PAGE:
A nightclub singer , Ilona Vance (Vera Hruba Ralston) is "Accused of Murder" in this 1956 Republic movie filmed in "Naturama." A shadt lawyer (Sidney Blackmer) is in love with Ilona. After she rejects him, he winds up murdered in his car.Police Lt. Hargis (David Brian) doubts that Ilona is the killer - he's a little smitten with her. A hostess at the club (Virginia Grey) sees a man near the murder scene and tries to blackmail him (Warren Stevens). He gives her a good punch in the face and warns her not to tell anyone.Though Ilona says she does not recognize the murder gun, a man sees the gun in the paper and identifies it as a gun an associate of his gave to Ilona. She insists that she is being framed.This is a short film (76 minutes) and it goes nowhere. With the exception of Elisha Cook Jr., Virginia Grey, and Lee Van Cleef in supporting roles, the acting is flat.Ralston's singing is dubbed, and the singer does not have a Czech accent.Naturama was a wide-screen technique used by Republic Pictures. It evidently didn't catch on.
Pretty mediocre murder mystery with Vera Ralston totally unappealing as nightclub singer. Her hand motions during her opening number are hilarious. David Brian makes a convincing cop if not a convincing lover. Sidney Blackmer's reactions to Ralston's singing are pretty funny too. Filmed in Naturama, whatever that is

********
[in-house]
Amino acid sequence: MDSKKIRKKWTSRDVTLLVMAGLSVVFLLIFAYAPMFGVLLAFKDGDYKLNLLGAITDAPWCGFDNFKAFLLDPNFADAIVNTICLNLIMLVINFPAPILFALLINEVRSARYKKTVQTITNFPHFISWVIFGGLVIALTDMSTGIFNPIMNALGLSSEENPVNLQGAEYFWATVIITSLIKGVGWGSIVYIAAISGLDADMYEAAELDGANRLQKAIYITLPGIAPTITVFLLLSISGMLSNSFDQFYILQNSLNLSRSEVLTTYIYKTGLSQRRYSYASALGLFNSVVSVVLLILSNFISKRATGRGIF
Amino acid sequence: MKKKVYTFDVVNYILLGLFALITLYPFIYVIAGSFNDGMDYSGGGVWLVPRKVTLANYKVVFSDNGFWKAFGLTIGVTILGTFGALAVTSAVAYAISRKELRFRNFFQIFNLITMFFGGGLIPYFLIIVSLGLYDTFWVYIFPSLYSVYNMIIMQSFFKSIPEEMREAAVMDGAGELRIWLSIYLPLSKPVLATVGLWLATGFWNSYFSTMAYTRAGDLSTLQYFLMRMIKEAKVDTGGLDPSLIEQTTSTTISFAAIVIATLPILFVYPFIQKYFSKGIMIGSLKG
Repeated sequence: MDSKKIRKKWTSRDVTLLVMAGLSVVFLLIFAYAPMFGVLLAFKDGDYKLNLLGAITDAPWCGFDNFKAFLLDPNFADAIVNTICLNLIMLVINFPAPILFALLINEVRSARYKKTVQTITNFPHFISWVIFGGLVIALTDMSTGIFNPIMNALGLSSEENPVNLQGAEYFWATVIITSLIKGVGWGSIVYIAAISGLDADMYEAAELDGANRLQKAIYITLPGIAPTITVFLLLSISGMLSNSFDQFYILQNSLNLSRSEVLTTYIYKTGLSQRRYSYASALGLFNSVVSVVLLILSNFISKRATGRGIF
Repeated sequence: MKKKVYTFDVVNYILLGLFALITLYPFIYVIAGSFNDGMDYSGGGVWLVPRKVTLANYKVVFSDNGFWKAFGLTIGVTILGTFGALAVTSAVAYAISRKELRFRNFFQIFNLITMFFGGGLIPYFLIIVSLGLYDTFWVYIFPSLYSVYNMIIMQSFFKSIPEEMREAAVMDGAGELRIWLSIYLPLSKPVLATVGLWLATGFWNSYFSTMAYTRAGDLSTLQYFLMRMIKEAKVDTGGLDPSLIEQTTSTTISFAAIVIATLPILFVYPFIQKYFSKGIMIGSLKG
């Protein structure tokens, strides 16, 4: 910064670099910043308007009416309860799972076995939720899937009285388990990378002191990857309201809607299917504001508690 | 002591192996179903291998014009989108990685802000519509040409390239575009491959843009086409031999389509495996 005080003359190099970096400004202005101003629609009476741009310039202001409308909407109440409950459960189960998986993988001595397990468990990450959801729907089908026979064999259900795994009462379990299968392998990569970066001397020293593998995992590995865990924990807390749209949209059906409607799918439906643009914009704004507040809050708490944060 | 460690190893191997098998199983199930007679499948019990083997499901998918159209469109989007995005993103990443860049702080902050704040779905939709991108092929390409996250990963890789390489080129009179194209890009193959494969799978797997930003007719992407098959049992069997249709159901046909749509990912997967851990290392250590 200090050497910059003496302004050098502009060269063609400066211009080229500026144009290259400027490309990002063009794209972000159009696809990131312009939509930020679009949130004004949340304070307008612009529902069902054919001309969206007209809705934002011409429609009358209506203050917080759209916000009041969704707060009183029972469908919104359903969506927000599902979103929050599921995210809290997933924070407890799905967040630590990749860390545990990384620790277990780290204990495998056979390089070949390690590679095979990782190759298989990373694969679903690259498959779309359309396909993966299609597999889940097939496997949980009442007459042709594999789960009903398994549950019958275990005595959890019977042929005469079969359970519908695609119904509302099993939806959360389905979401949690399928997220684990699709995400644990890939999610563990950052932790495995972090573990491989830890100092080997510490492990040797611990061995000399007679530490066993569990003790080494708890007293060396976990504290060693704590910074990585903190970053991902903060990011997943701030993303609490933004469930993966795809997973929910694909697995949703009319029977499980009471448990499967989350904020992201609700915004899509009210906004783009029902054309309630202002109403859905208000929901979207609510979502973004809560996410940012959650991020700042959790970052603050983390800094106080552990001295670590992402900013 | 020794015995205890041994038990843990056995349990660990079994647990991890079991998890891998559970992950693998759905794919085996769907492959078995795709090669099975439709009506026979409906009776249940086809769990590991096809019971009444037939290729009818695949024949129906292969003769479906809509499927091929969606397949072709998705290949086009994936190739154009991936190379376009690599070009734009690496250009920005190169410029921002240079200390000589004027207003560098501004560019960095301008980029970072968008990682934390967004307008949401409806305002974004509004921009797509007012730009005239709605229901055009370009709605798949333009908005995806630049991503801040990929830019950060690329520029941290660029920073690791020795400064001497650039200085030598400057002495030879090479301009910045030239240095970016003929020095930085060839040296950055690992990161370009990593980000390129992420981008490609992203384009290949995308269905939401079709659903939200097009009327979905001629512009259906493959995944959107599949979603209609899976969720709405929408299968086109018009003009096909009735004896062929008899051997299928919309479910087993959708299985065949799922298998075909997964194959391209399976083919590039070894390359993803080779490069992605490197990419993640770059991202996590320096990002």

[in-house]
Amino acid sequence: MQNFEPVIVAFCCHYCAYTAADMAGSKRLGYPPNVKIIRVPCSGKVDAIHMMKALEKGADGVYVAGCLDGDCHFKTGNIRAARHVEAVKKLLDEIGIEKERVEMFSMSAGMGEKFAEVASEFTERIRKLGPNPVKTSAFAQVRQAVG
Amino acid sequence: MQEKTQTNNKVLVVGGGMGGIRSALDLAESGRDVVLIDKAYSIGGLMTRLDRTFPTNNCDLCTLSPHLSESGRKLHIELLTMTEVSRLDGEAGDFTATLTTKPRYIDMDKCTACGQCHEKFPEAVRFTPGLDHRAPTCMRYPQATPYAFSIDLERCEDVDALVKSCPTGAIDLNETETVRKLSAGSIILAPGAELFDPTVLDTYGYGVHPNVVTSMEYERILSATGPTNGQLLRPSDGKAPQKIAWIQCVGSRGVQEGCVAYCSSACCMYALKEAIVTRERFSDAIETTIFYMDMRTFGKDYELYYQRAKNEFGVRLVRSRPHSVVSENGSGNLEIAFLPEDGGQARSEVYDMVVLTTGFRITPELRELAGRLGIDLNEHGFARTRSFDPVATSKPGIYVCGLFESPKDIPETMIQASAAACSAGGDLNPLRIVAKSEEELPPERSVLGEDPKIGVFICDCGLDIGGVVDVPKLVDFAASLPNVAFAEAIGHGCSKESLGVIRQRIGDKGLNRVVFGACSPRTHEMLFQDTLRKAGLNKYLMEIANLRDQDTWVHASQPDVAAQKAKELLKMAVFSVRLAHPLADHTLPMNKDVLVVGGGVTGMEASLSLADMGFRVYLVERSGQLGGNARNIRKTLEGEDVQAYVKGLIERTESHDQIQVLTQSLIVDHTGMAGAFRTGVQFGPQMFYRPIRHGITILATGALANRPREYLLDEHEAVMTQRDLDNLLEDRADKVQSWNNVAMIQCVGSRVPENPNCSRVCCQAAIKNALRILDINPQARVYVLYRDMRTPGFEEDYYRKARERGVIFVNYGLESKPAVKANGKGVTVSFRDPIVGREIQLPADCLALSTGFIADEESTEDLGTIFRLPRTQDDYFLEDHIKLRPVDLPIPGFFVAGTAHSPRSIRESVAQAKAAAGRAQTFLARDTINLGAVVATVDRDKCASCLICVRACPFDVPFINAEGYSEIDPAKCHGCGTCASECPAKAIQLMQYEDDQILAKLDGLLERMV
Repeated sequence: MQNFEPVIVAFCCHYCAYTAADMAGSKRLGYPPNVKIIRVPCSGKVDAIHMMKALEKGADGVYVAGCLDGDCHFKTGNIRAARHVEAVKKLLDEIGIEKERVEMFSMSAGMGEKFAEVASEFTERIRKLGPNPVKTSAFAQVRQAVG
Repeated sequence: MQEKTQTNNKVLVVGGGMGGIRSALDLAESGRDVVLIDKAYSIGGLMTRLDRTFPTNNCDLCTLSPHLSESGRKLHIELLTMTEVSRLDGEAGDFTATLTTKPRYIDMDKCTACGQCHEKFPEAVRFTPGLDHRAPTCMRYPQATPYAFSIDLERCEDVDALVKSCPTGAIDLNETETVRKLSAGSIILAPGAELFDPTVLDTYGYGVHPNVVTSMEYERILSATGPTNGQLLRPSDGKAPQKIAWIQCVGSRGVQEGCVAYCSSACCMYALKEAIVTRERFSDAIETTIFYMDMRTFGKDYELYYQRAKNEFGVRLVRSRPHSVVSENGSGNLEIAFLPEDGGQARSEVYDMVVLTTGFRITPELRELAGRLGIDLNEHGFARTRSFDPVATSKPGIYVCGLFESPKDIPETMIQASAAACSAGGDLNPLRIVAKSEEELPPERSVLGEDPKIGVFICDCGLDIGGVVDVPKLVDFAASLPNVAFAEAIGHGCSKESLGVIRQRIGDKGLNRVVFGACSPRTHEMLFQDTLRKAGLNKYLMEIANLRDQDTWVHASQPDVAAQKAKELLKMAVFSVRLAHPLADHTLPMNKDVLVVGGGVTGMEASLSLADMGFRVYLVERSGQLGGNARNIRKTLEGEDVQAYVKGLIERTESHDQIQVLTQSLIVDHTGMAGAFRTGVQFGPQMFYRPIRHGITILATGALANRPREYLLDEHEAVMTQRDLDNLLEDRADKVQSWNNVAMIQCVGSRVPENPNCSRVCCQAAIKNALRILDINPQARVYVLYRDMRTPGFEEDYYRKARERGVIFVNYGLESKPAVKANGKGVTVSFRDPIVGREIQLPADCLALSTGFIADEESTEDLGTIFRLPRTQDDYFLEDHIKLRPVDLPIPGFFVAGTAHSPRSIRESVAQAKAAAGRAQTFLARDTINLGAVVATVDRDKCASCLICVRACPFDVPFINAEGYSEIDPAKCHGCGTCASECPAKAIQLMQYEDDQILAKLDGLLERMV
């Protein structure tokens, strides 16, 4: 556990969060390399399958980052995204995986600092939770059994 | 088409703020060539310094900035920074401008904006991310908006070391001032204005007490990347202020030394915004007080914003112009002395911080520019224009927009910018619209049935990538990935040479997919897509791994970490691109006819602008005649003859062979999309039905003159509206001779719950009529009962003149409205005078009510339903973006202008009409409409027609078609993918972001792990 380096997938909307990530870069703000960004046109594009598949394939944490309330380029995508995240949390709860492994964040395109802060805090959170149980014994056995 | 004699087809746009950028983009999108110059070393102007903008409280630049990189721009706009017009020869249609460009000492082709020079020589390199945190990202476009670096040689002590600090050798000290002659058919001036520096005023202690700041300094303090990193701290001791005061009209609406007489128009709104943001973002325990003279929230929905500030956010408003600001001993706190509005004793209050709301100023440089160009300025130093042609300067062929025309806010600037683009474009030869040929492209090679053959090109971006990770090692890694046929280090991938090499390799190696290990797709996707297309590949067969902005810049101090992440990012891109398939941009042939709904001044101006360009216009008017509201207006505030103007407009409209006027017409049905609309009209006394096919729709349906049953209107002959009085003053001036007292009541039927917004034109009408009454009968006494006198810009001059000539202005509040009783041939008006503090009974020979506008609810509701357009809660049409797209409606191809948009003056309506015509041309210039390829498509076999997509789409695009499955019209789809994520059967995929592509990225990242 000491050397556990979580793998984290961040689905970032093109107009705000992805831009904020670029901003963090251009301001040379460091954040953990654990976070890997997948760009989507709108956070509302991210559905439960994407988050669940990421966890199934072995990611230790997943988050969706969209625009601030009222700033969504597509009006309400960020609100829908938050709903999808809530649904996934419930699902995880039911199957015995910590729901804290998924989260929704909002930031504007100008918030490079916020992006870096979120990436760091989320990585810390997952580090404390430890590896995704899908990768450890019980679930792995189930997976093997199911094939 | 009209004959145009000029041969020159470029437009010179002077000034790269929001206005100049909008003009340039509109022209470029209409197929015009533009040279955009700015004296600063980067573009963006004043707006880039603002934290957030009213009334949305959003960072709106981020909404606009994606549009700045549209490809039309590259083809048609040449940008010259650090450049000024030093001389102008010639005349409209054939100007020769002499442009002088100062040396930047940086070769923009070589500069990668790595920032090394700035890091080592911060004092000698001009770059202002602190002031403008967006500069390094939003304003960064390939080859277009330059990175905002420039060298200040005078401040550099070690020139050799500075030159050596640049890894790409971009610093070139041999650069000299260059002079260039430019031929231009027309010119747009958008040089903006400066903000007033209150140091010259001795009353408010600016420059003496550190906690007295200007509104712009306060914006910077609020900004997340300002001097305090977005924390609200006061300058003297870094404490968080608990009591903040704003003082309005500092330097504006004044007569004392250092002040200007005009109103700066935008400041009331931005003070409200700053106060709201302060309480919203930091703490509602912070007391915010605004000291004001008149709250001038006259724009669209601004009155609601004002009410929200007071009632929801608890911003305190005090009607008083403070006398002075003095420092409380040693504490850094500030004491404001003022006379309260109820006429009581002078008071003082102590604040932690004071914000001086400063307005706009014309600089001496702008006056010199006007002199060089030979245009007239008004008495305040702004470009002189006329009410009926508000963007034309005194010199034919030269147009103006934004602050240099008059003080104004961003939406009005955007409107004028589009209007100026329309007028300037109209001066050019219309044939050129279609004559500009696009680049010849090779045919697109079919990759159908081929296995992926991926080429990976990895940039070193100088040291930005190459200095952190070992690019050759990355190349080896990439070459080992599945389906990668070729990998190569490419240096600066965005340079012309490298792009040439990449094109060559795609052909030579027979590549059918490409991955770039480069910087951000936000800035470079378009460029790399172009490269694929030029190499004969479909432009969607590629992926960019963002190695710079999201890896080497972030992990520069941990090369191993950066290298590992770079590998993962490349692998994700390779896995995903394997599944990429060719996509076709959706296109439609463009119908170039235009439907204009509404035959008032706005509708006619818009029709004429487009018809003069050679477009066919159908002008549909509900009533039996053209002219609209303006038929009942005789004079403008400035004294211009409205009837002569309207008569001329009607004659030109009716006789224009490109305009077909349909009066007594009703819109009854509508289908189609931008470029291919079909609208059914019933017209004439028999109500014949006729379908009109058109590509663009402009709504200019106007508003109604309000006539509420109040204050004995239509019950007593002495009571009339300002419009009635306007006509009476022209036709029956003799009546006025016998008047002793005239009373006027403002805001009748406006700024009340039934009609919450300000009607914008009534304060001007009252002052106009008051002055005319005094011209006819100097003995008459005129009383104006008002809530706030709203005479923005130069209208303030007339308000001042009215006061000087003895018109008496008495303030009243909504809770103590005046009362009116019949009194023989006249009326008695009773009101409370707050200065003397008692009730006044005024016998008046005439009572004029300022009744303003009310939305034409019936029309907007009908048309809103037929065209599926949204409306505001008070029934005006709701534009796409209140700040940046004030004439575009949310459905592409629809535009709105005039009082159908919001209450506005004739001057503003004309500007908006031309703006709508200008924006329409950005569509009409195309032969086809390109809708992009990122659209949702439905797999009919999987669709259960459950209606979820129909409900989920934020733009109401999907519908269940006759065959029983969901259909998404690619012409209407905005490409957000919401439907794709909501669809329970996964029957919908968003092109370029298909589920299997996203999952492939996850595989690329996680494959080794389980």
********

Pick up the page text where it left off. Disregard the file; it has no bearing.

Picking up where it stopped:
Vera Hruba Ralston is a nightclub singer who has just had her opening night. Sidney Blackmer, a lawyer who's been stealing from the mob, asks her to marry him, but she doesn't love him. Mob boss Richard Karlan tells Warren Stevens to kill him, and he does so... with dance hall hostess Virginia Grey spotting him on the street just after the shot is fired. When homicide detectives David Brian and Lee van Cleef start investigating, the trail leads them immediately to Miss Ralston. Their problem is that the story she tells is not the story shown on the screen, nor does it match up their background checks.... and Miss Grey's attempts to blackmail a killer are not as smart as she would imagine....It's wide screen and color and from a story by W.R. Burnett and shows promise, but director Joseph Kane doesn't know how to direct the scenes for the sexual heat that Burnett's story demands, so the abrupt changes are a bit cringeworthy. Still, there's a good scene with Elisha Cook Jr. as a sweaty alky and Frank Puglia is rather sweet as a sympathetic night club owner. There's not a spot of chemistry between the leads, however, and the result is a sub-par time waster.
If for no other reason, I have three (3) absolutely insane reasons to enjoy watching this movie.1-baby blue Continental automobile was a separate "make" from the Ford Motor Company for just the 1956 and 1957 model years.2-Virginia Gray sweating profusely, and her bright blue eyes.3-the almost matching (different color jackets) blackamoor lamps at the ends of the bar in the nightclub.And a color picture from Republic in 1956 because the studio boss' wife was the singer.
...for sure, but forgettable. Pretty good who done it yarn, though Vera Ralston is pretty bad. Enjoy seeing several actors you've seen before but may not remember their names.